Episode 9 – Training AI to Hunt Down Players

In this edition, the top news starts with:

The game company EA is now training AI to run in first-person shooters. Having AI trained in combat in real-world scenarios to hunt down people and kill them is, of course, a great idea.

https://www.theverge.com/2018/3/22/17150918/ea-dice-seed-battlefield-1-ai-shooter

At the AAAI SSS18 conference at Stanford, an AI scientist is quoted as saying “MAGIC can yield orders of magnitude better estimates…” No word yet on the new AI classes at Hogwarts…

Delta Air Lines is looking at outfitting some employees with power armor for improving strength and worker efficiency.

https://www.cnbc.com/2018/03/23/delta-air-lines-may-outfit-some-employees-with-wearable-robotics.html

Artificial brains are helping reverse engineer the human brain.

https://www.technologynetworks.com/neuroscience/news/dissecting-artificial-intelligence-to-enable-better-understanding-of-the-brain-298994

As the AI arms race heats up, a group of scientists are looking at systems that can spot fake news, thereby preventing disinformation.

https://www.technologyreview.com/s/609717/can-ai-win-the-war-against-fake-news/

Researchers in AI are recognizing that it’s hard to estimate how large the impact will be and how difficult it is to debug issues with AI if it goes rogue.

When AI Goes Awry

Part of the problem with AI going awry is the breadth of the application of machine learning: from toilet waste management to pest control, and agriculture. There is no way that our ability to handle problems will keep pace with the applications we can find for machine learning.

https://www.cio.com/article/3184206/artificial-intelligence/ai-machine-learning-blossom-in-agriculture-and-pest-control.html

Wikipedia is not happy with Amazon and Apple for their blatant use of Wikipedia without actually contributing.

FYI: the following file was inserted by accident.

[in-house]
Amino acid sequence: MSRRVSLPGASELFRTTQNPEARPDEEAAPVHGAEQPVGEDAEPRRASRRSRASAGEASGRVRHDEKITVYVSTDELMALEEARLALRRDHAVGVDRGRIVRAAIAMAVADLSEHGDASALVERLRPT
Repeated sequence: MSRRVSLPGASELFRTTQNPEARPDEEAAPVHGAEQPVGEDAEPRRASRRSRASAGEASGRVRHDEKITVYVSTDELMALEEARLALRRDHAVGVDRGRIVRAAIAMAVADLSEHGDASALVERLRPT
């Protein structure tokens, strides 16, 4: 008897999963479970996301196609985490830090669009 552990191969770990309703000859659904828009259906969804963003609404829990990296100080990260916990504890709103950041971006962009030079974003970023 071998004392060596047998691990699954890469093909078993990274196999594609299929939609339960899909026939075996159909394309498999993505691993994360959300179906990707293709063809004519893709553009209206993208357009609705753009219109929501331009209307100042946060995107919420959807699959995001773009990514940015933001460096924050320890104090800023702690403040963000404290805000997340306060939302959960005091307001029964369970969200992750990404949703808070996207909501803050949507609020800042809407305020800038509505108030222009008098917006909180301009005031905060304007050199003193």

Senior Wikipedia exec implies that Apple ‘exploits’ the service without giving back

Watson and Intel are battling it out for ad space on Bing ads while Watson has control of Google.

Lastly, the Singularity Index, or S.I., is slightly up at 974.97.

The S.I. came up at the AAAI symposium at Stanford, where the S.I. brought to light probably one of the greatest existential risks to society as a whole; this being the state of rare earth miners or suppliers. With the supply so limited, China has a massive monopoly on these minerals, which are needed for the advanced technology we are so used to. It is a massive risk that could bring consumer electronics as we know it to a grinding halt in terms of new chips of any kind if something were to happen to result in China halting its shipments of these minerals.

As always, thanks for listening to the news of the day on “The Technocracy”.

And a special thanks to our Sponsors, Artificial General Intelligence, A.K.A AGI Laboratory, and The Foundation and our other sponsors.

Director
David J Kelley

Producer
Marquiz Woods

Writer/Editor
Arnold Sylvester

Content Production and Executive Producer
Artificial General Intelligence Laboratory

Systems Engineer Team
Mark Waser
David J Kelley
Arnold Sylvester

Sponsors
AGI Laboratory
Mark Waser
Transhumanity.net
Amon Twyman
David J Kelley
The Foundation

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